Revealed: bold visions to renew Bradford’s Odeon
Rance Booth Smith, Tim Ronalds and Halliday Clark throw ambitious designs into the pot to overhaul the city’s 1930 Renaissance revival cinema
Bradford Council has received three formal bids from teams vying to regenerate the city’s abandoned Odeon cinema.
The most audacious vision for the empty 1930 landmark, which was almost flattened to make way for a Carey Jones Architects-designed office development, comes from Saltaire-based Rance Booth Smith Architects.
The practice, working with Turley Associates and Rex Procter & Partners, has proposed turning the former cinema into a swimming pool as a part of an ambitious £30 million ‘City Reflections’ vision, which includes a 160m indoor running track.
Meanwhile, Hackney Empire-mastermind Tim Ronalds Architects has teamed up with local businessman Lee Craven under the ‘Bradford Live’ banner in a bid to convert the building into a 4,000-seat music venue.
The third proposal has come from the Bradford One team featuring local firm Halliday Clark Architects which wants to transform the Odeon into a ‘multipurpose cultural venue and centre for creativity and enterprise’.
Bradford Council leader, councillor David Green, said: ‘We will now look at these proposals and determine which of them meet the qualification of retaining all or as much as possible of the building; make a positive contribution to the vitality of the City Centre and can be delivered within the next five years.’
‘Applicants will then need to submit more detailed proposals including designs, costs and a business plan.’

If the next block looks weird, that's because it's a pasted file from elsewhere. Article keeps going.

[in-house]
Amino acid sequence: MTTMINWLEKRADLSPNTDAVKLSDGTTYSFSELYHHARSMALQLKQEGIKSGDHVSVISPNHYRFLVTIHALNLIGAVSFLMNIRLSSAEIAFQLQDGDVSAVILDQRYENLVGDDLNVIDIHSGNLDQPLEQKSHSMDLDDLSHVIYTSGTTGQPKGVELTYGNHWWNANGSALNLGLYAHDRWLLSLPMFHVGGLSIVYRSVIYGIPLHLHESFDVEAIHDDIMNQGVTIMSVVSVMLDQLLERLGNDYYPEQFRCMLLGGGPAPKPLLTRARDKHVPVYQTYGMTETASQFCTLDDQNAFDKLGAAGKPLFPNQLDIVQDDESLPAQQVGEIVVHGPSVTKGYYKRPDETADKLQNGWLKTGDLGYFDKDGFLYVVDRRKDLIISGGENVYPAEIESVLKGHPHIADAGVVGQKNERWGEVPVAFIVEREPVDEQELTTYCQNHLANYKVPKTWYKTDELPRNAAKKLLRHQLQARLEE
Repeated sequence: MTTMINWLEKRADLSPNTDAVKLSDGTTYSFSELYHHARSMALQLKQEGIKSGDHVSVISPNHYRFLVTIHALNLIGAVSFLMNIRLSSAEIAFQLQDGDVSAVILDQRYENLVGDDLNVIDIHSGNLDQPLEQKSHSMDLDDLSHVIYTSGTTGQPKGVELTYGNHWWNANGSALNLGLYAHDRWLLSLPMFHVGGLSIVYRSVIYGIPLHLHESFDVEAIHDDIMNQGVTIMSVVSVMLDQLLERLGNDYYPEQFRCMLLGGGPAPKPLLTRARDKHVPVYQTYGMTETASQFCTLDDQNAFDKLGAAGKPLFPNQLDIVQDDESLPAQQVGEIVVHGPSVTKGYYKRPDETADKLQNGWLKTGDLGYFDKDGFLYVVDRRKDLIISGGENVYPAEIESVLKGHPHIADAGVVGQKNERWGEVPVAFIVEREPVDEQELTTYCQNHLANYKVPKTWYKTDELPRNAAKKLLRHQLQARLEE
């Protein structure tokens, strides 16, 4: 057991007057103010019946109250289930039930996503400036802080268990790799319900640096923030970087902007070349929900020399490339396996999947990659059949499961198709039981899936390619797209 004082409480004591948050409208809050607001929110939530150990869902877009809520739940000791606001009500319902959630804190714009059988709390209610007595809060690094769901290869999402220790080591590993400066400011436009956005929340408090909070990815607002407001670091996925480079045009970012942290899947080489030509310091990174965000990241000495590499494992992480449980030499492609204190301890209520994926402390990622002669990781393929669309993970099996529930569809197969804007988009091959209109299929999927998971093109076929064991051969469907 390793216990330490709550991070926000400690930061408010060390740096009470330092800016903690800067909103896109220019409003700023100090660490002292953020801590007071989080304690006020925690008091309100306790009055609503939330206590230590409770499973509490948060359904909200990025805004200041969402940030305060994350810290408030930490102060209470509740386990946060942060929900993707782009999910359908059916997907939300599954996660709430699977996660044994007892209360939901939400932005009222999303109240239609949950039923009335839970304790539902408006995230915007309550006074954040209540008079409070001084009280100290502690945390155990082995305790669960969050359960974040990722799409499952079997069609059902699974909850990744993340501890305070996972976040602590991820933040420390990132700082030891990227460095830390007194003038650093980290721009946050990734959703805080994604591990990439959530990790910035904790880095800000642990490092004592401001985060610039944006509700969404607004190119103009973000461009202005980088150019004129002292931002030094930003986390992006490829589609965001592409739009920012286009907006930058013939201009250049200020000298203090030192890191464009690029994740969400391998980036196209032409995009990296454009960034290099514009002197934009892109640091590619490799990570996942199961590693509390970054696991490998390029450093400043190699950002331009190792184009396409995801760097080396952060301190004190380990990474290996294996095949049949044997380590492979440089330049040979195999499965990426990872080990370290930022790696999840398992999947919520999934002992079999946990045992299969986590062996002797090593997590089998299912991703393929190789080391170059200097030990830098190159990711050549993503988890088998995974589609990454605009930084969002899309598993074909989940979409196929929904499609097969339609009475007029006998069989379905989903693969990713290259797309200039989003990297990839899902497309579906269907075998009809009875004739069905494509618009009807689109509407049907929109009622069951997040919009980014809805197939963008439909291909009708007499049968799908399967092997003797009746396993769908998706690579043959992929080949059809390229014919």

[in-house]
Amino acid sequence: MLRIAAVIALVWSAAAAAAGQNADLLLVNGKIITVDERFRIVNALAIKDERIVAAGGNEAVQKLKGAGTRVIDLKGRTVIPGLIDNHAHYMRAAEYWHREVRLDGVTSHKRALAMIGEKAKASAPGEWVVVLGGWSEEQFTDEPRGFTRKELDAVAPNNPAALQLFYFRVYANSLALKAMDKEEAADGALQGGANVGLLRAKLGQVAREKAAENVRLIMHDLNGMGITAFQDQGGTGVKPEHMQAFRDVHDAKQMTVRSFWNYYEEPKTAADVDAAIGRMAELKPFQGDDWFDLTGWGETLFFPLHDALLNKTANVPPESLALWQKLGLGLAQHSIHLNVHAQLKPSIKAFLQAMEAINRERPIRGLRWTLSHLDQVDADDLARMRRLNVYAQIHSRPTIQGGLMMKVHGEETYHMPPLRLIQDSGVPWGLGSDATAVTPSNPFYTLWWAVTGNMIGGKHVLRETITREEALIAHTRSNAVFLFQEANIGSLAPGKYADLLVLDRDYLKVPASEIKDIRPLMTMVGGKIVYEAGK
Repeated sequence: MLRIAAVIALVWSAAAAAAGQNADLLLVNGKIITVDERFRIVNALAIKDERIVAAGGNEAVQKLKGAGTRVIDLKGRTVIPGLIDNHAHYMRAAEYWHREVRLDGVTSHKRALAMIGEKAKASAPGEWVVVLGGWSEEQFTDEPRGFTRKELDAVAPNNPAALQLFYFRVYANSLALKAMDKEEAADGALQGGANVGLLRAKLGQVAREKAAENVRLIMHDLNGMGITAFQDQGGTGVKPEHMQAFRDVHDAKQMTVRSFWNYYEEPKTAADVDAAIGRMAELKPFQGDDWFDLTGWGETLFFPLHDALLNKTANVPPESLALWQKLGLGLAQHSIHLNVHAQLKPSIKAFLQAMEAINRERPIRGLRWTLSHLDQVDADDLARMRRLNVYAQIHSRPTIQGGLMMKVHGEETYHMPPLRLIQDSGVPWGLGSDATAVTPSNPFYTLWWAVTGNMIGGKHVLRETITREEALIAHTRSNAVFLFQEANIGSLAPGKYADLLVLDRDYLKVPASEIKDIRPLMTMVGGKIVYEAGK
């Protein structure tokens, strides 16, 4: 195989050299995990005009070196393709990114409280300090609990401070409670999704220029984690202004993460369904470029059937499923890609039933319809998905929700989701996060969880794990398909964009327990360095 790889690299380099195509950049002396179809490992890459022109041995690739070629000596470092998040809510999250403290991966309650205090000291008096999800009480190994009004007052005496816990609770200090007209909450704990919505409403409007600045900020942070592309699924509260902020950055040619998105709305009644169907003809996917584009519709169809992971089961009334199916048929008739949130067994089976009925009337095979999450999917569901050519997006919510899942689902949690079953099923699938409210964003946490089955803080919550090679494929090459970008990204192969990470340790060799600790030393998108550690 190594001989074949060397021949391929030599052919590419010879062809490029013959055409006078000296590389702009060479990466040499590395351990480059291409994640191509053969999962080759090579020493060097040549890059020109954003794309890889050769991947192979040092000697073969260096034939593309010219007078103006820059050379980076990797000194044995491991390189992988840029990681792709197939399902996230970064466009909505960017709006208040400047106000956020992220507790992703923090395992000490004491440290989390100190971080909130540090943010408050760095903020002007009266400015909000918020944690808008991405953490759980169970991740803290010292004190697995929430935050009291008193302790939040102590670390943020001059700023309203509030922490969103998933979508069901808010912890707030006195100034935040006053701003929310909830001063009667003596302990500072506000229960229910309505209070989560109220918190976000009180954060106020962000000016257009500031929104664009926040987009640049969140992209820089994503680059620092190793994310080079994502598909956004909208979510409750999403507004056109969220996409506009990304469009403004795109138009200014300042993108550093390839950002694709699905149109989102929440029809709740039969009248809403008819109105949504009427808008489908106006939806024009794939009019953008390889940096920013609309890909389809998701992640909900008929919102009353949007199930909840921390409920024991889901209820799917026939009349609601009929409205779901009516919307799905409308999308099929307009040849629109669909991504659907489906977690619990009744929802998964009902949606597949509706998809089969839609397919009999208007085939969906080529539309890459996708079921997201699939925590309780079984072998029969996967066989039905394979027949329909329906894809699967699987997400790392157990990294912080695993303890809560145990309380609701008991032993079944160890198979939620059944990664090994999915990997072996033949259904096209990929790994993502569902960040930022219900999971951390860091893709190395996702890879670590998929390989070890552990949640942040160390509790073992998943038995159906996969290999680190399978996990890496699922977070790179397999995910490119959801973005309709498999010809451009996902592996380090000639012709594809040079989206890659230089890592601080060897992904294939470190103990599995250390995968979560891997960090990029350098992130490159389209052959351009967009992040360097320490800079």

Those progressing to a second stage will be announced in March.
Previous story (AJ 20.12.12)
Rival Bradford Odeon plans revealed
Tim Ronalds Architects has unveiled alternative plans to revive Bradford’s abandoned 1930s Odeon cinema
The £19 million scheme to convert the derelict venue into a 3,500 music venue is the second speculative proposal to come forward for the site after controversial plans drawn up by CareyJones, which would have seen the landmark demolished, were scrapped in September (AJ 21.09.2012).
Community group Bradford One - an early frontrunner to take over the semi-derelict plot - has already laid its cards on the table with plans by locally based practice Halliday Clark to convert the city centre cinema into a performing arts institute (read more here).
Tim Ronald’s new concept for the unlisted, William Illingworth-designed building has the backing of Lee Craven, a Bradford textile manufacturer, who wants to find a ‘viable future’ for the cinema which has been empty since closing in 2000.
Practice found Tim Ronalds told the AJ: ‘Craven is in discussion with several commercial venue operators. The capital funding will rely on a combination of private and public sources: ‘prudential’ borrowing against operating revenue, and government and European grants. It does not rely on any funding from Bradford City Council.
Projects now need to be lean, commercial and self-sufficient
‘The days of projects reliant on revenue grant funding are past. Projects now need to be lean, commercial and self-sufficient.’
He added: ‘Our scheme keeps the building as it is - it does not propose total restoration or to convert the building into something else. Its form, with its fan shape and sloping floor is very well suited to a modern music venue.
‘Craven is is a serious player. Behind his quiet manner he is very purposeful and he has good judgement. We think he will make it happen.’
Recent history of the Bradford Odeon
CareyJones beats Studio Egret West and Dyer in the developer-led contest to overhaul the former cinema n the heart of Will Alsop’s ambitious city-centre masterplan. A start date of spring 2007 is pencilled in.
Bradford councillors narrowly vote in favour of CareyJones’ £35 million New Victoria Place project – the Leeds-based practice’s fourth design for the cinema site – which would have housed offices, a 100-bed hotel, bars, cafés and community leisure space around a central square. The approved scheme is a third smaller than previous proposals.